All I have to do is input the destination and Mandy sets a route for my approval — or another if I don't like her first suggestion. She can direct me via a non-freeway route at rush hour or on the freeways.
The satellites somehow know my speed and the speed limit on some routes. When I'm over the speed limit, my speed shows in red. Mandy keeps her mouth shut about it when I am speeding, a good feature.
Here is the way things normally work, from an actual recent situation. My buddy and I are going to Lakeside, California, near San Diego, to pick up a trailer. Are we taking Interstate 5 or 15? Do we have good directions in San Diego? Do we have a current map? Yes, but the street we're looking for isn't on it. Would we get lost with the hand-drawn map of Lakeside as our only guide? Yes.
Chances are in this scenario there will be some harsh words and perhaps some profanity.
Gone are those days. We put the address in Tom-Tom and Mandy got us right there. She even forecasted the driving time in light traffic. Technology makes life easier for all again.
Life won't be as easy, however, with our driving and California's new laws. I went to traffic school since the last "Restoration Blvd." column. I really recommend the company "Free Pizza and Great Comedians" traffic school. I have gone to a few of these and this, by far, was the best and most informative.
One thing I learned from traffic school is that it looks like several new laws are going to hitting us soon! They are going to add speed cameras on the freeways and mail tickets out to everyone who passes by driving over the limit. They are going to change the speed limit to 65 miles per hour or less on all roads in California. They are going to increase substantially the fines and penalties for DUI, speeding over 100 miles per hour, street racing, and backing up on the freeway.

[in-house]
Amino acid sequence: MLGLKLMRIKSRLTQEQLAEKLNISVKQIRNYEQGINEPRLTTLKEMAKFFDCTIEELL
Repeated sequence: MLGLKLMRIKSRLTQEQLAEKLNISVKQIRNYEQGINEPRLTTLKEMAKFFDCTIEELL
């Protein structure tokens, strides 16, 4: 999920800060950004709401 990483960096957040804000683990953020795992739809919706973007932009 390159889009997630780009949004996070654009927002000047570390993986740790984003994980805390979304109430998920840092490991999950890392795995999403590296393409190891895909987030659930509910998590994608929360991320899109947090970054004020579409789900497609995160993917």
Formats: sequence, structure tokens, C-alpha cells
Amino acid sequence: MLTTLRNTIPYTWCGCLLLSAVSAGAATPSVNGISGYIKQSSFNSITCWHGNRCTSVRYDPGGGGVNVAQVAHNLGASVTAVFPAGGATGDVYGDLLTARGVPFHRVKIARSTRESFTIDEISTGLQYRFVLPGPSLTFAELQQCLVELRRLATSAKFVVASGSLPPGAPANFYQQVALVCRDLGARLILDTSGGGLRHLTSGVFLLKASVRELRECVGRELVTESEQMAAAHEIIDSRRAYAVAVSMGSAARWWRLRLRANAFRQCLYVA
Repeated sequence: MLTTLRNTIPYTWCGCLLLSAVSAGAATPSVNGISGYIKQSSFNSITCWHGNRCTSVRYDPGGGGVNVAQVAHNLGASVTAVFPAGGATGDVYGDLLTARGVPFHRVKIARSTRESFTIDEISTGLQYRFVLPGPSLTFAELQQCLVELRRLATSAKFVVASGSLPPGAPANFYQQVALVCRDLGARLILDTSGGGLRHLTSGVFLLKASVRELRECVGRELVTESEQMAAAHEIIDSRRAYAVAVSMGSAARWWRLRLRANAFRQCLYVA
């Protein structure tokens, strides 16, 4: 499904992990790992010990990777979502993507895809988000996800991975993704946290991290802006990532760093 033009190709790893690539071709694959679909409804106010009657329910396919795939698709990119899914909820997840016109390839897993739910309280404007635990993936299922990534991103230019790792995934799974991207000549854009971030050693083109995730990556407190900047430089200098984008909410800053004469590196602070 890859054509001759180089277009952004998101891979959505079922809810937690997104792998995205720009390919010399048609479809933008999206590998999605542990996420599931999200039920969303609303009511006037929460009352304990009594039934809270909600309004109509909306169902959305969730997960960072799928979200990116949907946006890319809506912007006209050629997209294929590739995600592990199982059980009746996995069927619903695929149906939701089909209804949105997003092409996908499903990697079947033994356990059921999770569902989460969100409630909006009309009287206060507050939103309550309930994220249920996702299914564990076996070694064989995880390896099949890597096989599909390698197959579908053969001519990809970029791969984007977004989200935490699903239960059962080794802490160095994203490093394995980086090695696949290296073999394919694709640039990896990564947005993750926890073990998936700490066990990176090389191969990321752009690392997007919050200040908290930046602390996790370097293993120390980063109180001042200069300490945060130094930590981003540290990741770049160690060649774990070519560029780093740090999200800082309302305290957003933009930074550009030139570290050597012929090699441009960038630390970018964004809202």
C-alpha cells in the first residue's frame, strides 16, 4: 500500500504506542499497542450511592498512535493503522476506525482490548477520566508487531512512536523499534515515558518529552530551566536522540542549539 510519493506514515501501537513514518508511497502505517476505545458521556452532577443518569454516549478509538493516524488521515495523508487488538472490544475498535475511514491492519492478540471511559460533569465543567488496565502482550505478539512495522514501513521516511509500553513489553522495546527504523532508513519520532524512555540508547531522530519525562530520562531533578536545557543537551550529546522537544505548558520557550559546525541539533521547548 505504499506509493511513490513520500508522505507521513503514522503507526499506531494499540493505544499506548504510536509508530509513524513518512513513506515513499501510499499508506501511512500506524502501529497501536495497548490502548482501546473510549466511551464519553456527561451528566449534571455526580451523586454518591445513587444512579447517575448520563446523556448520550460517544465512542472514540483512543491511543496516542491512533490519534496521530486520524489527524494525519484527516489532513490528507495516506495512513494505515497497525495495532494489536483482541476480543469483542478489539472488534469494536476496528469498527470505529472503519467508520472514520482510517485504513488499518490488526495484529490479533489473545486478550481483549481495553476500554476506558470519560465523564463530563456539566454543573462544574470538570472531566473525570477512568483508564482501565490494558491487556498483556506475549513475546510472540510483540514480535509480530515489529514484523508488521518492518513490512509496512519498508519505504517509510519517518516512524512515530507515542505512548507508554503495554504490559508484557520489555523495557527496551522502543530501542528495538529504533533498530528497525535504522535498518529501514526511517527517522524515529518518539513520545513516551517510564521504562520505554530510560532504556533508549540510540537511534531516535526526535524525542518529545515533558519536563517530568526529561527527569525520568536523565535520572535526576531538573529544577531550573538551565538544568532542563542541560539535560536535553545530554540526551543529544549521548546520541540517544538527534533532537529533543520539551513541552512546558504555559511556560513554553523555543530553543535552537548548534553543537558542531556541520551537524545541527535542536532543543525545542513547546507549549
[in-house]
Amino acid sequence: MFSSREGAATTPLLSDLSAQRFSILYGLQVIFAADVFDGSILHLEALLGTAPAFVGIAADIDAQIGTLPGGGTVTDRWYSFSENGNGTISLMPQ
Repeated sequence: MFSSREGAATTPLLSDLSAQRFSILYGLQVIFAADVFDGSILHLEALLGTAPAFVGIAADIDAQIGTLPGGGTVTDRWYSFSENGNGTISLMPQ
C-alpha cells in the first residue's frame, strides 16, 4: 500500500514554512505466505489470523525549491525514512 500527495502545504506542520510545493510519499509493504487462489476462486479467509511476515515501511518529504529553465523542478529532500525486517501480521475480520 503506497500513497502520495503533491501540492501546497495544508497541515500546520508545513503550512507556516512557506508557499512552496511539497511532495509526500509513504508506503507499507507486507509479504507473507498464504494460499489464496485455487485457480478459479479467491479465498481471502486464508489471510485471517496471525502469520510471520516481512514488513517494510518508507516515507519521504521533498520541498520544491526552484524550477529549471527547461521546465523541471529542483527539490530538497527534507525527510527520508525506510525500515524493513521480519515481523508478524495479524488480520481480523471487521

The state will be rich.
There are always a couple of interesting people in traffic school. One husband and wife couple got stopped after a party. The wife was driving and ended up getting a DUI. The husband was okay to drive but got a speeding ticket later that same night. During the speeding ticket process the wife got mouthy with the police and they ended up with five more vehicle violations that need to be corrected. The husband explained, "She gets pretty bad when she's been drinkin'."
Another guy got hit with a 99 miles per hour ticket on his motorcycle. He told the class he was going over 120 miles per hour and the officer gave him a break.
Another guy got a ticket for littering the freeway and causing an accident when some auto parts fell off his trailer. He said that the straps broke and some wheels fell off around LAX.
I know the guy's wheel and tire inventory problem. In the small area I have dedicated to outdoor storage I had 17 wheels: 13 with tires and 4 that were just rims. These have been accumulating for years along with a bunch of other stuff.
Keeping my New Year's resolution, I loaded eight wheels along with a bunch of other stuff and took off for the Pomona Swap Meet on Sunday, January 14, the coldest morning in months. There was ice on the road at 3:30 a.m. as we headed for the Swap Meet. I sold the eight wheels and tires, so now I'm down to nine in inventory.
One resolution down and one to go. Wishing you the best for the New Year!
Originally published in the February/March 2007 Automotive
Copyright 2007 by KAL Publications Inc.
Covering the California auto parts aftermarket since 1928.